Diagnosing Your Neuropathy Type

bottom_rightNeuropathy is a complex condition that can have an effect on the body’s nervous system.    Neuropathy can be considered a collection of disorders that develop when damaged to the peripheral nervous system occurs. The peripheral nervous system refers to the part of the nervous system outside of the brain and spinal cord; when damage occurs to the nerve cells or nerve axons, it is called peripheral neuropathy. There are many different types of neuropathy and each type has a unique effect on the body.

Diabetic Neuropathy

Diabetic neuropathy is possibly one of the most familiar types of neuropathy and is a common complication of diabetes. Diabetic patients have to be cautious of the affect that their uncontrolled blood sugar levels could have on the development of neuropathy. If glucose levels stay sporadic and imbalanced for a long period, the diabetic could be facing severe consequences and an added lifelong struggle.

The statistics are staggering in that over half of the individuals diagnosed with diabetes will end up with some form of neuropathic symptoms. Neuropathy in diabetic’s takes years to develop some diabetics does not begin to show signs of neuropathy till ten or twenty years after begin diagnosed with diabetes, and even then diabetic neuropathy symptoms develop over time. Diabetic neuropathy symptoms include:

  • Heartburn
  • Difficulty swallowing
  • Nausea
  • Constipation
  • Throwing up
  • Sexual problems
  • Dizziness

An early sign of diabetic neuropathy would be tingling in the arms and legs. If you are experiencing any of the mentioned symptoms, seek the advice and counsel of a medical professional as soon as you can so that a diagnosis could be made.

High levels of blood sugar can cause damage to the nerve cells especially in the foot area as a result of the blood sugar levels restricting proper blood flow. Diabetics are constantly reminded to take proper care of their feet in order to prevent neuropathy in feet. Neuropathy in feet can be hazardous and if not treated could lead to amputation.

Peripheral Neuropathy

Peripheral neuropathy is a type of neuropathy that affects nerves outside the brain and spinal cord. Peripheral nerves are part of the peripheral nervous system and when damaged begin to affect nerves found on extremities such as:

  • Toes
  • Feet
  • Legs
  • Fingers
  • Hands
  • Arms

Cranial Neuropathy

Cranial neuropathy develops when one of the twelve cranial nerves that exist from the brain are damaged directly. Cranial neuropathy can have an effect on the nerves that transmit visual signals from the retina of the eye to the brain this is called optic neuropathy. The second effect that cranial neuropathy can have on an individual is on the nerves that affect ones hearing and transports signals from the inner ear to the brain making it possible to hear effectively.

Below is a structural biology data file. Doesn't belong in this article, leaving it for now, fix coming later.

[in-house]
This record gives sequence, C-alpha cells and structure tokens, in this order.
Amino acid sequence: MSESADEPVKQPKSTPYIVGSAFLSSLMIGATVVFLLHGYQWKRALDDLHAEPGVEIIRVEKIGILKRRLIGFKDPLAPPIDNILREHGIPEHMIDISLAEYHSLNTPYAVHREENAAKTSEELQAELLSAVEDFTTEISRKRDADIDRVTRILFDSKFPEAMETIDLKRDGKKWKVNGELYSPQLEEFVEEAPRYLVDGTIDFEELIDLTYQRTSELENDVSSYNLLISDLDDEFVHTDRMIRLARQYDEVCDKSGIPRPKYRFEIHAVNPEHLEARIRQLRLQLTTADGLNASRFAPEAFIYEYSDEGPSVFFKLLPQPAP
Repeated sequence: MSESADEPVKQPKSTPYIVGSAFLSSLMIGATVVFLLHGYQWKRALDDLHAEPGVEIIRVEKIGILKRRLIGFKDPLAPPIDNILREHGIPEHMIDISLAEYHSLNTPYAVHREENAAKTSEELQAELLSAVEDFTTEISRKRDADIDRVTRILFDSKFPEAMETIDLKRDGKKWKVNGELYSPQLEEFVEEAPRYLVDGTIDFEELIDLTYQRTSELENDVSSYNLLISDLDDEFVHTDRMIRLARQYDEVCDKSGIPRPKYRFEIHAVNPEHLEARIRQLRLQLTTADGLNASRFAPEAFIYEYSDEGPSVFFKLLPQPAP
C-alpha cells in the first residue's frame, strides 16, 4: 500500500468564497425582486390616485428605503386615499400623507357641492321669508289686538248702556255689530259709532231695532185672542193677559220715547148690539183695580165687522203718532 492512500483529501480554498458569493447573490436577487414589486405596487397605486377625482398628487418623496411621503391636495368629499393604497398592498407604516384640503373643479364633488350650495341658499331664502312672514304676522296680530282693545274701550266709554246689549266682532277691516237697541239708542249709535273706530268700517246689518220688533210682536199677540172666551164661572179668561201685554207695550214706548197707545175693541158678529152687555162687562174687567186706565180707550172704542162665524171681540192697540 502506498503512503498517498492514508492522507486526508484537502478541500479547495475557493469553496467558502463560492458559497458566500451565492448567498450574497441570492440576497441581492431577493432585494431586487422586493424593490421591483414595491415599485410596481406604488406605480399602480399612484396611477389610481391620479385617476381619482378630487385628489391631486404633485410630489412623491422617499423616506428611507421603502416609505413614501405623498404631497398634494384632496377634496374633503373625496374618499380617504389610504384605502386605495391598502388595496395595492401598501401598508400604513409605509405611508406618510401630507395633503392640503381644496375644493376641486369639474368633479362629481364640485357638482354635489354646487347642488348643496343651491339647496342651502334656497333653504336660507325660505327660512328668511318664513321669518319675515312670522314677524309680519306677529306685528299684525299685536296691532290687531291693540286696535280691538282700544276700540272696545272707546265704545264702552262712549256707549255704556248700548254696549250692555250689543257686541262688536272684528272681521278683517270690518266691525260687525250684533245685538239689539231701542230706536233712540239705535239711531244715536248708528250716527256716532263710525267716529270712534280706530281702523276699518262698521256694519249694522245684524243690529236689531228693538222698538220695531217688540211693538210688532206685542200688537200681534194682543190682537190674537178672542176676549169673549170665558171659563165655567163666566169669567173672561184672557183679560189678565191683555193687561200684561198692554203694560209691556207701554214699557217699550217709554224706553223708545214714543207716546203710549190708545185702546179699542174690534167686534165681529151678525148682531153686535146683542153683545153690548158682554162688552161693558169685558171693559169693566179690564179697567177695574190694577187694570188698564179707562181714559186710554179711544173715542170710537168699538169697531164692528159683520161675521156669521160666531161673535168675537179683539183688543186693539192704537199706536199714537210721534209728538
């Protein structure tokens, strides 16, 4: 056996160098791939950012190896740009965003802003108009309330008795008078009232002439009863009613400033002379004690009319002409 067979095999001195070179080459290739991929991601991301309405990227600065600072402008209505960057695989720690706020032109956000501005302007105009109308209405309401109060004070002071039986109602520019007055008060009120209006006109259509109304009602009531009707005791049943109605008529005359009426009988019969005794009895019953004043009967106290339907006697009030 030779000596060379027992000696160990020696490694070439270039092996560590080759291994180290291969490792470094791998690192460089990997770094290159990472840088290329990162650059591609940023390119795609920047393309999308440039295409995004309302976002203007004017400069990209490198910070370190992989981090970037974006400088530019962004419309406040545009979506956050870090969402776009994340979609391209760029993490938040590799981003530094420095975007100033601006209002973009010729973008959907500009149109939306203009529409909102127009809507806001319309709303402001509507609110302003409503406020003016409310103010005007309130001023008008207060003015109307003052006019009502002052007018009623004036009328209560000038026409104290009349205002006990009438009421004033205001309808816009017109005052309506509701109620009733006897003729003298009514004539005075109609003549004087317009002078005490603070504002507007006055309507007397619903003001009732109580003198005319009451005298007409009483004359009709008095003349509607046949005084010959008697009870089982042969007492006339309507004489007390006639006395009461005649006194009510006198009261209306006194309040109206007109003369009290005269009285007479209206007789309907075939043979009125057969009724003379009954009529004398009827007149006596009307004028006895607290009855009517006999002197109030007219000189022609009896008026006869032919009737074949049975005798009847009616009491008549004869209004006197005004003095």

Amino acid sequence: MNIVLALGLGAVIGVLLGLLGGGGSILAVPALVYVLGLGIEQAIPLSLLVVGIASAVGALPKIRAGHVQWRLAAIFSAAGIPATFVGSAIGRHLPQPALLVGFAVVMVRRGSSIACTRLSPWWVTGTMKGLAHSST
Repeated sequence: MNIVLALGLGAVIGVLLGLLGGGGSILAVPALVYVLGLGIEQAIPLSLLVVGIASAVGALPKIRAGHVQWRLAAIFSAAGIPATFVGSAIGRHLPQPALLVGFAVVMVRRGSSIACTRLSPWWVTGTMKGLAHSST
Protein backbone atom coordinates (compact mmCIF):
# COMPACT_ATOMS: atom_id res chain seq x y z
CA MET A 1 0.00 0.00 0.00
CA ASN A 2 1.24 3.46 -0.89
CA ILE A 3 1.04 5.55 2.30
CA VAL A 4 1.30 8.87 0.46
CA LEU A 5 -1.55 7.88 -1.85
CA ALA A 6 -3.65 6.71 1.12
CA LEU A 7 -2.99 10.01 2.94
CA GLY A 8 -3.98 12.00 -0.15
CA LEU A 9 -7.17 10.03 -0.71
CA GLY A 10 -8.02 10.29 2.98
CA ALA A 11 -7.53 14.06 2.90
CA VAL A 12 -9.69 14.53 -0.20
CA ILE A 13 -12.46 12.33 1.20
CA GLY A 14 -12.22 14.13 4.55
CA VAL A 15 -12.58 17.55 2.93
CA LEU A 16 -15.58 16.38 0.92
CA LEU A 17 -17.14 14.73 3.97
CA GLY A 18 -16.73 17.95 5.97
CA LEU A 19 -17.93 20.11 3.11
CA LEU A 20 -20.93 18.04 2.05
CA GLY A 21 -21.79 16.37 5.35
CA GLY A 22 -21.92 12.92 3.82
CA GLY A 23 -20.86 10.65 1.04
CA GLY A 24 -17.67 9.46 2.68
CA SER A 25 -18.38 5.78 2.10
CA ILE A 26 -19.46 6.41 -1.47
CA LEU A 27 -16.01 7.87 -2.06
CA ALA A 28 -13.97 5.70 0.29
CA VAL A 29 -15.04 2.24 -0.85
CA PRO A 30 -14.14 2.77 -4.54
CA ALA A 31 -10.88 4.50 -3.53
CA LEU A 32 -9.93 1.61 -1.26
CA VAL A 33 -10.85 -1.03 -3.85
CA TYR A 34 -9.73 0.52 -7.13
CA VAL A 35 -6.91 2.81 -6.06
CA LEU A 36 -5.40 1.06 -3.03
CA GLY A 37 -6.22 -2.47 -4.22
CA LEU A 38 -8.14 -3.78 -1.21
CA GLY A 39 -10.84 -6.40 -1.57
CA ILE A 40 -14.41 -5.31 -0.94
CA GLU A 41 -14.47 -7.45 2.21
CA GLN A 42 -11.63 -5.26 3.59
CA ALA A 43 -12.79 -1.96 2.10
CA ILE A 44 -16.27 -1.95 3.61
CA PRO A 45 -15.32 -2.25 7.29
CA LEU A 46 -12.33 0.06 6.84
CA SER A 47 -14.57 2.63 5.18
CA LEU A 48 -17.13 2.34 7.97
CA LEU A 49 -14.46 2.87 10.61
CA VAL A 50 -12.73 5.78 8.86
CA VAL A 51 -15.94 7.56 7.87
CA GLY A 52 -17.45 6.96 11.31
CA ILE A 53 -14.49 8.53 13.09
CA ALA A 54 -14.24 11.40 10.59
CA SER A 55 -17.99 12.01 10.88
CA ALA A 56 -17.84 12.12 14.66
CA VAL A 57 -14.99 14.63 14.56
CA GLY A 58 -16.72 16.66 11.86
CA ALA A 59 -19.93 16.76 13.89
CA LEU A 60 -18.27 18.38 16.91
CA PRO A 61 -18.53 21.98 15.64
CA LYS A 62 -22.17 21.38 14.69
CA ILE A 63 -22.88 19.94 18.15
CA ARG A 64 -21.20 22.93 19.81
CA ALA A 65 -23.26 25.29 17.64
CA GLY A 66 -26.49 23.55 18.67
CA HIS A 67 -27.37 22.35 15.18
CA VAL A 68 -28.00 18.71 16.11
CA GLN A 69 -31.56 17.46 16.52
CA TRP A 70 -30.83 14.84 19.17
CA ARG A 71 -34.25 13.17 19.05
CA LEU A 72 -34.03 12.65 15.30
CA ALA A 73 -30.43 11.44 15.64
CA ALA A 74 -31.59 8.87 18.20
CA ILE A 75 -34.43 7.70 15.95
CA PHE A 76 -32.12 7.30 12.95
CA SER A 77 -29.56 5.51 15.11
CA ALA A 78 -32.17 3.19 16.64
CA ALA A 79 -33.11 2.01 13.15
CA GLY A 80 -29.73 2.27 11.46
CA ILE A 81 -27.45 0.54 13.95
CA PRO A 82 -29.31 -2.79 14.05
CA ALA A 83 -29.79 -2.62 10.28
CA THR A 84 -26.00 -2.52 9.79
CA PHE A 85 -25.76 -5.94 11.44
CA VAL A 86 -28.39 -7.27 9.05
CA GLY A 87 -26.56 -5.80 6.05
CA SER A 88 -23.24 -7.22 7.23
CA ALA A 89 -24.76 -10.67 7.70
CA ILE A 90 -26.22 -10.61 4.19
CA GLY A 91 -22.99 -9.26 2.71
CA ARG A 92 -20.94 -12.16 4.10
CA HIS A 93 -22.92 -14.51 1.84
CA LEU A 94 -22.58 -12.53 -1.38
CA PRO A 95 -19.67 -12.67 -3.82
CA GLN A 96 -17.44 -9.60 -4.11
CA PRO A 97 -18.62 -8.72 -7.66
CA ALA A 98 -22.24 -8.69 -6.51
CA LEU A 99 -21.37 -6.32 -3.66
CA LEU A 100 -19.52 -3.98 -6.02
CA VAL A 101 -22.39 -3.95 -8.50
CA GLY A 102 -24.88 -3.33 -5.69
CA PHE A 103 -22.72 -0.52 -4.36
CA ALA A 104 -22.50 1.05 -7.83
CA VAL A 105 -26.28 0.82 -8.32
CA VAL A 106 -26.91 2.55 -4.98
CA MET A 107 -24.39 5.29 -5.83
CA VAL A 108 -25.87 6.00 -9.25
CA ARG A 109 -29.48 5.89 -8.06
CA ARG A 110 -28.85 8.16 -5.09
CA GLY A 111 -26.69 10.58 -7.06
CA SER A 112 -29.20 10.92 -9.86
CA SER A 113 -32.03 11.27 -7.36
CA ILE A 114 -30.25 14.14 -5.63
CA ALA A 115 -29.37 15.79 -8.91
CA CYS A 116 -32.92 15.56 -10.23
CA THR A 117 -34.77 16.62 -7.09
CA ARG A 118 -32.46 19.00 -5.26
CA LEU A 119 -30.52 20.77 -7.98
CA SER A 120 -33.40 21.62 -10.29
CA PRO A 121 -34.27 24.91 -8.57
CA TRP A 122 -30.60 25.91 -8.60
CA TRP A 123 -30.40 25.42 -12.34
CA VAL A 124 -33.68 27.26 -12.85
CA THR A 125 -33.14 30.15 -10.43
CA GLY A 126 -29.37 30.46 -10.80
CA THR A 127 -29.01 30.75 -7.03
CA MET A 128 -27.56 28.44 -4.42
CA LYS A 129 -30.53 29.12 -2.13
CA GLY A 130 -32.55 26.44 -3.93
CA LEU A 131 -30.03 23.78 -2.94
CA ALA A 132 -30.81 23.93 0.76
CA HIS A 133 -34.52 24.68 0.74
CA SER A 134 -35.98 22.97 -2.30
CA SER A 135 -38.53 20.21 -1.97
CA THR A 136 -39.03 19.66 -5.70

Autonomic neuropathy

Autonomic neuropathy affects the nerves that control the involuntary nervous system. The nerves affected by this type of neuropathy control the following:

  • Heart
  • Blood circulation
  • Digestion
  • Bowels
  • Bladder
  • Perspiration
  • Sexual response

The four types of neuropathy mentioned only scratches the surface of all the different types and subtypes of neuropathy conditions waiting to be diagnosed.

 

Diagnosing Neuropathy

It is important that if one feels he or she may be experiencing neuropathy symptoms that he or she seeks the advice and counsel from a medical professional. Diagnosing neuropathy can be tricky and is a rather lengthy process so if there is reason for concern it is imperative that you seek out medical attention quickly to begin the diagnosing process. The first step a physician will take in diagnosing neuropathy will be to administer a full body physiological exam. Your doctor will want to compile your medical history compare it with your physical results before going further with testing.

If there is a need for further testing, one can assume the following tests will be administered:

  • Detailed neurological exam that focuses on tendon reflexes and coordination. The test results will either prove or disprove if the nerves are responding correctly.
  • An Electromyography (EMG) – this records muscle tissue and its electrical activity. An EMG test can determine if the symptoms you are expressing concern over are truly neuropathic related or a muscle disease.
  • Nerve Conduction Test (NCV) – this tests the speed of which impulses travel through the nerves.

Once a diagnosis has been made, follow-up care will be needed in order to discuss neuropathy treatment and how to cope with life after diagnosis.

 

 

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